Interestingly, it is Philippine Airlines (PAL), which might provide a clue as to how the industry may shake out in the not-too-distant future. Back in 2014, the carrier drew widespread criticism and mixed reviews for choosing to jettison embedded IFE on much of its long-haul fleet. Instead, PAL fitted its A330s and A340s with SITAONAIR’s ONAIR Play W-IFE offering and was heralded as the “poster boy” for the new class of streaming systems making their way to market. Fast forward to January 23rd, 2017 – a mere two days before American Airlines made shockwaves – and PAL quietly announced the return of embedded Audio/Video On-Demand (AVOD) systems on its A330s. The reader should note that its A340s are in the process of being phased out, while ONAIR Play will still be offered on the A330s, as well as on the carrier’s short-haul aircraft.

The bottom line is that when it comes to the death of embedded IFE, we’ve heard it all before. The re-birth of IFC following the demise of Connexion by Boeing in the mid-2000s was supposed to usher in a new era of in-cabin entertainment whereby passengers could stream to their hearts’ content. While the likes of JetBlue Airways, Aeromexico and QANTAS have, in recent years, struck deals with Amazon Prime (in the case of the former) and Netflix (in the case of the latter two) that allow passengers to do just this using new high-speed connectivity pipes, all continue to maintain the latest seat-back screens.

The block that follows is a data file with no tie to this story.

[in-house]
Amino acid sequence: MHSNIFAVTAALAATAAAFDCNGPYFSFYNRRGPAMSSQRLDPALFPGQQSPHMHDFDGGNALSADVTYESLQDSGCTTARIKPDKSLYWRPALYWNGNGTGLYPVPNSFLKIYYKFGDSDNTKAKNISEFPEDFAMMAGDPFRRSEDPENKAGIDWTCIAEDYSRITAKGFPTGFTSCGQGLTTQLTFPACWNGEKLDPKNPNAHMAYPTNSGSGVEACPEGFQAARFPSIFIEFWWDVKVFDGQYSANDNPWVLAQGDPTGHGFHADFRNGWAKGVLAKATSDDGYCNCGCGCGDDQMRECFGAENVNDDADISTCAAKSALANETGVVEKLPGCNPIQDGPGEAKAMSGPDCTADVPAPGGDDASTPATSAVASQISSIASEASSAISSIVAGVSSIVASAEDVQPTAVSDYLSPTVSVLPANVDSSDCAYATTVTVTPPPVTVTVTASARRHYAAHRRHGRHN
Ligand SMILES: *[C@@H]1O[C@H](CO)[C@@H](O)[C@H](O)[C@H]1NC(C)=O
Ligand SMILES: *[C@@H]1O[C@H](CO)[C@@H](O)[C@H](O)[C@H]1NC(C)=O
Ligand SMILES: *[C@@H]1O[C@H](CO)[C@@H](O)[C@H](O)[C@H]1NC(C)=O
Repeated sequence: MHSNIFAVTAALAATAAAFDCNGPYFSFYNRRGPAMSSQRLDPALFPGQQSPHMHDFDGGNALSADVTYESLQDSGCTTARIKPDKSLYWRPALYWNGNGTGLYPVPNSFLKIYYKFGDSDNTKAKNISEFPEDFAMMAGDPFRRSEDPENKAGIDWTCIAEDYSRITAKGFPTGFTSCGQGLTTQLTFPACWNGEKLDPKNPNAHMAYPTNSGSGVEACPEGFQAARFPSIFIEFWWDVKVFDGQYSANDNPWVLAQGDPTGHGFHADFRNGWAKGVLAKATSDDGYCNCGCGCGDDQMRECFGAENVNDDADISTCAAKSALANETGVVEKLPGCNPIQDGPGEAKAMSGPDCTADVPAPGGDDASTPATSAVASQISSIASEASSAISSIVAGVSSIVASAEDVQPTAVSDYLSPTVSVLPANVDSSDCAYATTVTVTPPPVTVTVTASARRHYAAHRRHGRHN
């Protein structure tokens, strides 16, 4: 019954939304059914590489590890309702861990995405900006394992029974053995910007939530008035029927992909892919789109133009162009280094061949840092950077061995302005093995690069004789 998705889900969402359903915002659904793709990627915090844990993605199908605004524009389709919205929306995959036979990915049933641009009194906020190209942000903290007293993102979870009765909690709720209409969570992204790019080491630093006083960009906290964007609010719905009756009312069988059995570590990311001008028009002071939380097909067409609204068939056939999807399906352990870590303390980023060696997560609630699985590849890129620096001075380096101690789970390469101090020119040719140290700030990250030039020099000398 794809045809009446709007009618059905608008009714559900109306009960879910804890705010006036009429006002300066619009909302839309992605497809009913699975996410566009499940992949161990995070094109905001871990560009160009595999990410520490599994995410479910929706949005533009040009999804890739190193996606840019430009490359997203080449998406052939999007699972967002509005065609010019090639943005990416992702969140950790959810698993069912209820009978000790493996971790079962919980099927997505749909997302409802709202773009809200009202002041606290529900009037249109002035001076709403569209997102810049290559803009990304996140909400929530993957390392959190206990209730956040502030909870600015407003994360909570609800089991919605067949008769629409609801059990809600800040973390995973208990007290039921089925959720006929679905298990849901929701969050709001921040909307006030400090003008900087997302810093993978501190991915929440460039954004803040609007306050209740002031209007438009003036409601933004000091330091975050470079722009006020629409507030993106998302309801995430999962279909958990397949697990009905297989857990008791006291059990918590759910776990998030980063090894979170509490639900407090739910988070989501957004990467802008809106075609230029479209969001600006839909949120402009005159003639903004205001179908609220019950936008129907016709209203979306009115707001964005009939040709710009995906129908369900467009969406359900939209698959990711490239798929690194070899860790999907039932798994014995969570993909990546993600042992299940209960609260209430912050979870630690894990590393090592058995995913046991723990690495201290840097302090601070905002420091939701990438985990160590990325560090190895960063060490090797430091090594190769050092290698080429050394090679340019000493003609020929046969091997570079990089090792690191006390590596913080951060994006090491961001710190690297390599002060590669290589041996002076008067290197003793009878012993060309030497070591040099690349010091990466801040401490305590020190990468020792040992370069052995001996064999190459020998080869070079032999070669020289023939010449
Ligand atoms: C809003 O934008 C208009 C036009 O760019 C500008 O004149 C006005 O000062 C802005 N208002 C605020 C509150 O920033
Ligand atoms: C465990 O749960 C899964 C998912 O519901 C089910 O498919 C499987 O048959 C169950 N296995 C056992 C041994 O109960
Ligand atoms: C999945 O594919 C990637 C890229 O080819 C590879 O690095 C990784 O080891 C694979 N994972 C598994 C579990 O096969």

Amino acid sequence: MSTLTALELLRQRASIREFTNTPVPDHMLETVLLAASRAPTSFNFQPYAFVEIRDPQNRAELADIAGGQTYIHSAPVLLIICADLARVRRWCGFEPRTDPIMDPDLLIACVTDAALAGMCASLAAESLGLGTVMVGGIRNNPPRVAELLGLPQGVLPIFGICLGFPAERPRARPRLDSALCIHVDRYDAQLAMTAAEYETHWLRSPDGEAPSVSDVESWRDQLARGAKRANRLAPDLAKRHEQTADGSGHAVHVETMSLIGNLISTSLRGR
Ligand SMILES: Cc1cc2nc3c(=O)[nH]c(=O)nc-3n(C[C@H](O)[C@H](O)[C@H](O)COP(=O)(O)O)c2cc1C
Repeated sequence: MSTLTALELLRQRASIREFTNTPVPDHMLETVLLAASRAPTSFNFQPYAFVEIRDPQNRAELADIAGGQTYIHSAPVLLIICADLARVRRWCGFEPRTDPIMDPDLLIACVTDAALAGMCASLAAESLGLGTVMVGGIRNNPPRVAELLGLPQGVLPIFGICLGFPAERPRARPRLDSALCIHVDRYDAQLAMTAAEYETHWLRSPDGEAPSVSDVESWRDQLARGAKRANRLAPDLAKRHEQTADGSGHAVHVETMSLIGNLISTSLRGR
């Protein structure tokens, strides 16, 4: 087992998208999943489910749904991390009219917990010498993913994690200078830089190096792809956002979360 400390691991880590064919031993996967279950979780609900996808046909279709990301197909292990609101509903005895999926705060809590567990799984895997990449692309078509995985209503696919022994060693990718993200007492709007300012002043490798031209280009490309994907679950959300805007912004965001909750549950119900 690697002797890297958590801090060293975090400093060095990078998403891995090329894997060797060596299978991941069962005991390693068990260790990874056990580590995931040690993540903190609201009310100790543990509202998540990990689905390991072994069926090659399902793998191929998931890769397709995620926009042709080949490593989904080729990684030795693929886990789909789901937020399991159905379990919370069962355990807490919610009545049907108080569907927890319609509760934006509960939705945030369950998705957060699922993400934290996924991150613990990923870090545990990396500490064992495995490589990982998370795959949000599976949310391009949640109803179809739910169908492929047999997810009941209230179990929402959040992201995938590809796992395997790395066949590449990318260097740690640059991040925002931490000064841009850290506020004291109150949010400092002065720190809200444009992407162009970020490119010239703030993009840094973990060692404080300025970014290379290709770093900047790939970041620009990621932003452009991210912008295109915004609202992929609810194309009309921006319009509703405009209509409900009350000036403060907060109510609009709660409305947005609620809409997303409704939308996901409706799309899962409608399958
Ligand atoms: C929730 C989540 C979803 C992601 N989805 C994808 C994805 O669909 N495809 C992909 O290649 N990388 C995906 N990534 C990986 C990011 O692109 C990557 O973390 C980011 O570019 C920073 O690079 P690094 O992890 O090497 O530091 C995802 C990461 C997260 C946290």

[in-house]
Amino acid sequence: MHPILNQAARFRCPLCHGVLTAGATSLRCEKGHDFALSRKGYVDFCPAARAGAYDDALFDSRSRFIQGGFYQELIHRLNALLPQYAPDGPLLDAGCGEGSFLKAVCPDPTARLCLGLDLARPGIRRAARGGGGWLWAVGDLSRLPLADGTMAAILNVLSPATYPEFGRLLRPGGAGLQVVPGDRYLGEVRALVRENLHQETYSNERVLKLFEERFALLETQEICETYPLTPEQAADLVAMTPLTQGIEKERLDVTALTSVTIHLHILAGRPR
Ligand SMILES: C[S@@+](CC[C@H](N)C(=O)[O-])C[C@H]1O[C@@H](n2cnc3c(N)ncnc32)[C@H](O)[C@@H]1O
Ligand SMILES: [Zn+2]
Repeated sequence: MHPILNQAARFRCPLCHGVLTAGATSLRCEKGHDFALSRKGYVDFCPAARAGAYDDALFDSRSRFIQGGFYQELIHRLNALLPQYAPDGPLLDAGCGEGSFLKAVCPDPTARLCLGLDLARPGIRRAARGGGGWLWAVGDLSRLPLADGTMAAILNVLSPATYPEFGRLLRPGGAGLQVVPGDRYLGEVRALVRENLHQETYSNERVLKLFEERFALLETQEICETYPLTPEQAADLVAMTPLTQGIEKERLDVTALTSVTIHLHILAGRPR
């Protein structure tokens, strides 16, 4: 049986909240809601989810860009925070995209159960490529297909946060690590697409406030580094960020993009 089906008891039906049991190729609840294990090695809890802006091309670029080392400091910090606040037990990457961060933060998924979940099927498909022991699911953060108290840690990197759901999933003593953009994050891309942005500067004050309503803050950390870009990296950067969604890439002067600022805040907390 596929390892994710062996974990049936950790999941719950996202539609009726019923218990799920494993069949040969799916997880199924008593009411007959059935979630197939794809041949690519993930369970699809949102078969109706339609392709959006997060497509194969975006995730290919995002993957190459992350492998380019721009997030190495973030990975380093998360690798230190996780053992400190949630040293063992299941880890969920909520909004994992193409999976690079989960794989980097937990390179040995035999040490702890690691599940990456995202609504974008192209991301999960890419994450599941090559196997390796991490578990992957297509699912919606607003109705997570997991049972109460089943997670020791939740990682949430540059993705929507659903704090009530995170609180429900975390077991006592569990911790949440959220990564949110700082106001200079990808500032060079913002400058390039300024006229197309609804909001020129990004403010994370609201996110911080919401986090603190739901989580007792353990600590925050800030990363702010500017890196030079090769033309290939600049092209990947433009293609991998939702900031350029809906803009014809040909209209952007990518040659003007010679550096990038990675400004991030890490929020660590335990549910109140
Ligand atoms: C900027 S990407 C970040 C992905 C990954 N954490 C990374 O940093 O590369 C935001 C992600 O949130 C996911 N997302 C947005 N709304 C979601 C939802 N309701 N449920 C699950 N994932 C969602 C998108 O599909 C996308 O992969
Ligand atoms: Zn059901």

The key reason W-IFE will not cannibalise a significant chunk of the classic IFE market in the next ten years is down to the fact that almost every single wide-body is ordered with an embedded system way in advance of actual delivery. Furthermore, major Gulf carriers have indicated that they fully intend to offer seat-back screens well into the future. Emirates, for example, will install seat-back IFE on the 150 Boeing 777X aircraft that will start to enter its fleet in 2020. As long as these luxury brands continue to offer embedded systems, other flag carriers will be compelled to do likewise in order to be seen as on the cutting edge of in-cabin technology.